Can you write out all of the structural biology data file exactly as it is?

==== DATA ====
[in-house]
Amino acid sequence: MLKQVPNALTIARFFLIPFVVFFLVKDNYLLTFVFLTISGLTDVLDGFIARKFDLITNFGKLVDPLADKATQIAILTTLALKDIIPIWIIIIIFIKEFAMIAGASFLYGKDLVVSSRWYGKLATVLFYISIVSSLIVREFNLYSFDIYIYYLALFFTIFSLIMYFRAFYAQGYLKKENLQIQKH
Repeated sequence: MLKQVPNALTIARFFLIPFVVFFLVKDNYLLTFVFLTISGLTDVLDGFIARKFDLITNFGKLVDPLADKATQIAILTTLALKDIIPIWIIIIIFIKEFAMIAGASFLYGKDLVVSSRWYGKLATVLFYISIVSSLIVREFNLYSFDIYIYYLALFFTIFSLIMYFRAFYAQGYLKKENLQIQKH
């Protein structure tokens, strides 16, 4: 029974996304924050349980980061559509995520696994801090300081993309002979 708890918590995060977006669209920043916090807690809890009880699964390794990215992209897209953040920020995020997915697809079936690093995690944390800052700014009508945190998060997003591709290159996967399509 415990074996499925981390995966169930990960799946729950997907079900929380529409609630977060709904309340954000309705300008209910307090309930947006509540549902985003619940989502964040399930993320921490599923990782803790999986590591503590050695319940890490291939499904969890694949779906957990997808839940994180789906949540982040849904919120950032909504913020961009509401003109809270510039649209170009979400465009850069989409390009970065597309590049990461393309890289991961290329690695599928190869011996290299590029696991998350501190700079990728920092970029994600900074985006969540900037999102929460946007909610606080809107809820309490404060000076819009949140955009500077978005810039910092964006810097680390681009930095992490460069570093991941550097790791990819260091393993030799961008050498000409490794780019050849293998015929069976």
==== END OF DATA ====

[in-house]
Amino acid sequence: MLKQVPNALTIARFFLIPFVVFFLVKDNYLLTFVFLTISGLTDVLDGFIARKFDLITNFGKLVDPLADKATQIAILTTLALKDIIPIWIIIIIFIKEFAMIAGASFLYGKDLVVSSRWYGKLATVLFYISIVSSLIVREFNLYSFDIYIYYLALFFTIFSLIMYFRAFYAQGYLKKENLQIQKH
Repeated sequence: MLKQVPNALTIARFFLIPFVVFFLVKDNYLLTFVFLTISGLTDVLDGFIARKFDLITNFGKLVDPLADKATQIAILTTLALKDIIPIWIIIIIFIKEFAMIAGASFLYGKDLVVSSRWYGKLATVLFYISIVSSLIVREFNLYSFDIYIYYLALFFTIFSLIMYFRAFYAQGYLKKENLQIQKH
């Protein structure tokens, strides 16, 4: 029974996304924050349980980061559509995520696994801090300081993309002979 708890918590995060977006669209920043916090807690809890009880699964390794990215992209897209953040920020995020997915697809079936690093995690944390800052700014009508945190998060997003591709290159996967399509 415990074996499925981390995966169930990960799946729950997907079900929380529409609630977060709904309340954000309705300008209910307090309930947006509540549902985003619940989502964040399930993320921490599923990782803790999986590591503590050695319940890490291939499904969890694949779906957990997808839940994180789906949540982040849904919120950032909504913020961009509401003109809270510039649209170009979400465009850069989409390009970065597309590049990461393309890289991961290329690695599928190869011996290299590029696991998350501190700079990728920092970029994600900074985006969540900037999102929460946007909610606080809107809820309490404060000076819009949140955009500077978005810039910092964006810097680390681009930095992490460069570093991941550097790791990819260091393993030799961008050498000409490794780019050849293998015929069976």